Fall Down Seven Times, Get up Eight #sol18

download-5.jpgFall Down Seven Times, Get Up Eight #sol18

March 20, 2018

Passing by in the hallway, my colleague says,  How’s your day goingTerrible,  I say.  Relief crosses her face.  Really?  Me too!  I just didn’t want to admit it.  Four snow days in five school days has made a Friday feel like three days. But sometimes, it’s more than that.  Sometimes teachers feel like they have run off the road into the weeds.

There are times when great teachers,  good teachers,  teachers teaching out there on the very edge of the proverbial frontier  feel  deep in their bones,  their gut,  their core  that they are getting it wrong.  So what?   Wait, what???

If we are going to get it right with a capital R, we have to be willing to get it really terribly wrong.   It’s all a huge experiment… or a small experiment and we have to be willing to have it… well,  fizzle.  That is so rough.  So many things come into play. Who we think is watching?  Who we think is judging?  Everything we feel about failure ourselves.

Epic tries occasionally produce epic(ish) fails.  It can be difficult to go back to the mats, start over step by step.  But the payoff… it’s so rich.

One of the things that happens when we never fail is that the kiddos believe that failure is not an option.  When we struggle with the lesson,  with the timing,  with our own words,  the students know that everyone does.  When we flat out say,  wow,  we need a redo,  kids feel that giving something another go is a viable option.

10,000 hours, Malcolm Gladwell, in Outliers, claims it takes to become a master of ONE PARTICULAR THING.   See more about it here.  That is approximately ten years.  The thing about the job of an educator is that we are constantly shifting what the target is.  We are changing curriculum at a break neck speed, adapting to all around us:  new students, new materials, new challenges.  One of my colleagues equates this to rebuilding the plane in flight.  Speaking of flight,  I have also heard the factoid that teachers make more decision per day than an air traffic controller, arguably one of the most stressful jobs.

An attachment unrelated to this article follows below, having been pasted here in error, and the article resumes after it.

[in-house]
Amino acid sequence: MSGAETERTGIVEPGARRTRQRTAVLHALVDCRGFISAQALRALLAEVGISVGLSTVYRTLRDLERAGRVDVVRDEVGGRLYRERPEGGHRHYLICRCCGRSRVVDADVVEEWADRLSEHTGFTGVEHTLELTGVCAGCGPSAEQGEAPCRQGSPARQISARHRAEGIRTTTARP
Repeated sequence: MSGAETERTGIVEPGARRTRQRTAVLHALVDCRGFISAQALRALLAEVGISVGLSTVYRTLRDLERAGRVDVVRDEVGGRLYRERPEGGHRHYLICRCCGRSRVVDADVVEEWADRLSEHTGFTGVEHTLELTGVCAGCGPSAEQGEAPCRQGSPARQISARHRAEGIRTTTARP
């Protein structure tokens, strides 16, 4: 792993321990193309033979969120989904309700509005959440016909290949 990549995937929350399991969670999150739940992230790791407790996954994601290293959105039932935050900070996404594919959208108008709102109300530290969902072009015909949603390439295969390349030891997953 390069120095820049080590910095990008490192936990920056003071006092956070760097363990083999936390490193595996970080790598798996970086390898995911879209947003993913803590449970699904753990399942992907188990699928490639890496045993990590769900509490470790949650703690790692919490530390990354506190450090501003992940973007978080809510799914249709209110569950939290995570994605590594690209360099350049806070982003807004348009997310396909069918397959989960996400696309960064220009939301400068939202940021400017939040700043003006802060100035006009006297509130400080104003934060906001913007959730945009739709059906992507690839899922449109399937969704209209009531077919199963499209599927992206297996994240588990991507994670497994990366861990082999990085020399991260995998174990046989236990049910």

Knowing all of this,  feeling this way (sometimes),  what do we do?  We do what we encourage our students to do when things don’t go well.  We keep going,  we try again, we persevere.  We rethink, review, retry.  Just like my heroes,  Lewis and Clark,  we proceed on.

I think about the teacher, the coach, the educator that I want to be.  After thirty seven year, I’m still a work in progress.  I hope I never stop being one.

Sometimes these feelings are a result of the season, the testing, lots of meetings, snow days.  Sometimes they happen when we are trying something new, challenging, daunting.  You know that saying,  more is caught that taught.  Catch me struggling.  Catch me striving.  Catch me when my reach is exceeding my grasp.


Reading Food for Thought:  A Mindset for Learning

Fall Down 7 Times, Get Up 8



Thank you to my writing community at Two Writing Teachers Slice of Life.  This is day 20 of a 31 day writing streak in the Slice of Life Story Challenge.  Read some incredible Slices here.